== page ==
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Cave found in the Alay Valley tells about the Silk Road history

Cave found in the Alay Valley tells about the Silk Road history

Author: and

Photo: NSU

Date : Dec 06, 2017 05:30 PM

People lived in the cave since the Stone Age

An international group of archaeologists, including scientists from the Novosibirsk State University (NSU), carried out a preliminary study of the Alay Valley in Kyrgyzstan. Researchers have discovered the camp and workshops of the Stone Age, the settlements of the Bronze and Iron Ages.

The Alay Valley is located near the border of Kyrgyzstan and China. There trade routes passed from Kashgar (China), one of the key points of the Silk Route.

«The Alay Valley has not been deeply explored by anyone. The archaeological map of the region shows only one Stone Age monument, discovered by Soviet archaeologists in 1975», the NSU press service told.

Researchers also note that now little is known about the human exploration of this region. One of the hypotheses says that the routes, which later became the Silk Road, were first formed by cattle-breeders — people paved trails following the animals migration.

The main find was a cave, in which are artifacts related to different epochs since the Stone Age. Earlier, scientists noticed the similarity of these artifacts with the age of 8-11 thousand years from the Fergana Valley (Uzbekistan, Kyrgyzstan) and the Pamirs.

«The Alay Valley is located just between these two regions, and according to our hypothesis, the ways of migration of the ancient people passed through it. Probably, moving along the precursor of the Silk Road with animals, a man went up into the mountains for the summer and went back to the winter. Moreover, I think it was animals during the migration that showed this route to people», William Taylor, researcher from the Max Planck Institute (Germany), told. The researchers will continue to explore the caves and other objects of the valley.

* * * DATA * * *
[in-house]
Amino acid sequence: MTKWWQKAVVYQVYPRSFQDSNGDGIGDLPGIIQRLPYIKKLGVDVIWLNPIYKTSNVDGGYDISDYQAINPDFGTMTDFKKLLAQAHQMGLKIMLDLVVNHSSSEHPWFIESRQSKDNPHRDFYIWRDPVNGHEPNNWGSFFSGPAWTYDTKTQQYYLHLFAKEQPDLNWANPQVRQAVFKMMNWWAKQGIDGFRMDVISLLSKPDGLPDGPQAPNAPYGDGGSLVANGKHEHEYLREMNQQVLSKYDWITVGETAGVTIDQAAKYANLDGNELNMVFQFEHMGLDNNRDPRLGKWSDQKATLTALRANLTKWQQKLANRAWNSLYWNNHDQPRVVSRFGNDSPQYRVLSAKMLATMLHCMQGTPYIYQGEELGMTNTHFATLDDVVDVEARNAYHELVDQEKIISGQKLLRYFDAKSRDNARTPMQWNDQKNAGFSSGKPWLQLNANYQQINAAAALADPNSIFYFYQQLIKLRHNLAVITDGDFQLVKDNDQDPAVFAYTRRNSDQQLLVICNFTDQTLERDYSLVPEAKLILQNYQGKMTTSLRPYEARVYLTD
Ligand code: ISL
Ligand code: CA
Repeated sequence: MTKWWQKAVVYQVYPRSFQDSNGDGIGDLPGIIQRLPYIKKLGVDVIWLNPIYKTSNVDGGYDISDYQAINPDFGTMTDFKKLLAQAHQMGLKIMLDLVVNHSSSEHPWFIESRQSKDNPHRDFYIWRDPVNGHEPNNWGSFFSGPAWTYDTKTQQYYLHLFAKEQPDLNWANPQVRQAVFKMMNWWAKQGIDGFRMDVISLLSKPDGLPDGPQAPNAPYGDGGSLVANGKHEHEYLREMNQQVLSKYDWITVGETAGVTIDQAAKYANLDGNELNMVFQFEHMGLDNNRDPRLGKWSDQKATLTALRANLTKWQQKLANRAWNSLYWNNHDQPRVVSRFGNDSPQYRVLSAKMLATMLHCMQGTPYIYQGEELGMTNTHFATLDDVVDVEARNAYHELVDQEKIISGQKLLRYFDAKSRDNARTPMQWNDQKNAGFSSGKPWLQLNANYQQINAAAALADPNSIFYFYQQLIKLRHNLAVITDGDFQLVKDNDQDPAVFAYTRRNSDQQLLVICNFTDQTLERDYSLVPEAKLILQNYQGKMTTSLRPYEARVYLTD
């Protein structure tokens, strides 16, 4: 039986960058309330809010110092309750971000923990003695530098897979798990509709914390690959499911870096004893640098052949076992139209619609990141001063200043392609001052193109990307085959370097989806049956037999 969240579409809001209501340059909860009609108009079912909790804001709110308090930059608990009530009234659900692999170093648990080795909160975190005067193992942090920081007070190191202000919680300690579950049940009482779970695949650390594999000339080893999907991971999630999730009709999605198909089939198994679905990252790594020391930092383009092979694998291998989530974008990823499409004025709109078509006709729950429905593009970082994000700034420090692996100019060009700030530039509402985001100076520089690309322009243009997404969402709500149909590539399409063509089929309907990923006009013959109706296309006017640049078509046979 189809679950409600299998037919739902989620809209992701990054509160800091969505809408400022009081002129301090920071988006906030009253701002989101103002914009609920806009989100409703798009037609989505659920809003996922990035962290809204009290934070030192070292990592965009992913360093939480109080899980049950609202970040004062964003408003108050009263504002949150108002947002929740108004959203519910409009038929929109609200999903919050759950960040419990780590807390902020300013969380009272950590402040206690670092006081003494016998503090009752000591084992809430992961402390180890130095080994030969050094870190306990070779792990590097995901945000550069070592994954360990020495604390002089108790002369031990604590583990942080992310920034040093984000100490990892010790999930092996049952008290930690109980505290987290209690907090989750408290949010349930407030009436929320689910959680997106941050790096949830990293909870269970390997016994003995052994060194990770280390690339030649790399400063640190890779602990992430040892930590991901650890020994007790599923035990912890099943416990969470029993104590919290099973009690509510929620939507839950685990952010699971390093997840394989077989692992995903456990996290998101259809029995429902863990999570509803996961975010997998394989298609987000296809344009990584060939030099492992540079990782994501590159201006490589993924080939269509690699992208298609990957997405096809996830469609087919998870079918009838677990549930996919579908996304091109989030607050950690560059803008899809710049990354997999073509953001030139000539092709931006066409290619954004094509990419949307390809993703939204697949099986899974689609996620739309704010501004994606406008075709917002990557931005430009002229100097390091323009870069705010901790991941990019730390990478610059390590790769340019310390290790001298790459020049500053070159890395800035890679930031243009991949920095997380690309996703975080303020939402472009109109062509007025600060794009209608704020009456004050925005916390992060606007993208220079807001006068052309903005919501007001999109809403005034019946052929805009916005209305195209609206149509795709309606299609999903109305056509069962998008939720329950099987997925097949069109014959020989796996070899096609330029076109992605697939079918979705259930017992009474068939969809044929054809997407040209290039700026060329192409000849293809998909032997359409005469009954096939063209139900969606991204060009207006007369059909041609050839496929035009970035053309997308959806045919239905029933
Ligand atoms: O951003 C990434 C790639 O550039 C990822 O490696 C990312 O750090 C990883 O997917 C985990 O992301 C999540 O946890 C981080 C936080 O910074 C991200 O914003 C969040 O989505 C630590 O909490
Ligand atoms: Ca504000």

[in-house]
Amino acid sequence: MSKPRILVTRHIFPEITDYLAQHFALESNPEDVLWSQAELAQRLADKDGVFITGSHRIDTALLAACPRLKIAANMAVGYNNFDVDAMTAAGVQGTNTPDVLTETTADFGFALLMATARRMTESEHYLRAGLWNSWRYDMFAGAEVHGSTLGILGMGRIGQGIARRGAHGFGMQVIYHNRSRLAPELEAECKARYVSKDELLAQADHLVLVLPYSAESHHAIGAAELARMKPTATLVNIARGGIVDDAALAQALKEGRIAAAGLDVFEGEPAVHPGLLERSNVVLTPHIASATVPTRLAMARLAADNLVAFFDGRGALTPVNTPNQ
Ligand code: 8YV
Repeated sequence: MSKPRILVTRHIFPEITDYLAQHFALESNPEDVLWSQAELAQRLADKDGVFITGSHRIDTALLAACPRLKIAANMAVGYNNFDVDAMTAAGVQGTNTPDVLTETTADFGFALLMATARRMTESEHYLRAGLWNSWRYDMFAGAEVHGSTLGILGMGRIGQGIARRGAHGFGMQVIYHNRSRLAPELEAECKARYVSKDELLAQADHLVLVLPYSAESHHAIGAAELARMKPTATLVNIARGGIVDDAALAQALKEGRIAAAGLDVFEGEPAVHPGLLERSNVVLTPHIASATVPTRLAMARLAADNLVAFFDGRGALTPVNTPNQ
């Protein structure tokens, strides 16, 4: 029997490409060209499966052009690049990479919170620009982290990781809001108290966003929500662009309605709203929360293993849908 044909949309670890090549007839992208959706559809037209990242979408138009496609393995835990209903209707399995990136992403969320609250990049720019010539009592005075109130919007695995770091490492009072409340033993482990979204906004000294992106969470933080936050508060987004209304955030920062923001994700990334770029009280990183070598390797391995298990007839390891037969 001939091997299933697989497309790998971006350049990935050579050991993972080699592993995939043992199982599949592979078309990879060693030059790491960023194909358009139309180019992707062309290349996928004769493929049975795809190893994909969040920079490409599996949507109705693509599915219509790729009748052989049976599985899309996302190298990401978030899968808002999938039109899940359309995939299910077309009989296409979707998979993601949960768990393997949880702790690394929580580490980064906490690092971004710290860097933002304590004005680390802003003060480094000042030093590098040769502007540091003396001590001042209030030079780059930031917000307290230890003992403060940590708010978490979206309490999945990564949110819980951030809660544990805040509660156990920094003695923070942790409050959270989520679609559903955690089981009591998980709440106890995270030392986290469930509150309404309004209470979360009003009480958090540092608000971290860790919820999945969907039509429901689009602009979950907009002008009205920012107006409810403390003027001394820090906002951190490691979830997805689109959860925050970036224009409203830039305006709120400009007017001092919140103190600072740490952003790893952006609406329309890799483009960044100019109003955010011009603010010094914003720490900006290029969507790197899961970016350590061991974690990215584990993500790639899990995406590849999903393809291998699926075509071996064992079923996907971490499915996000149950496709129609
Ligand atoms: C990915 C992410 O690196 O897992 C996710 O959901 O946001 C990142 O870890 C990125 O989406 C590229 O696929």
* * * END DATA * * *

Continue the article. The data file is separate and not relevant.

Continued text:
Interesting that In the spring 2017, scientists from the University of Washington in St. Louis published a study that demonstrated a model of possible cattle seasonal movement in some sections of the Silk Road. Researchers believe that cattle trails and the trade route practically coincide, and livestock owners played a major role in the formation of communications between the western and eastern regions.

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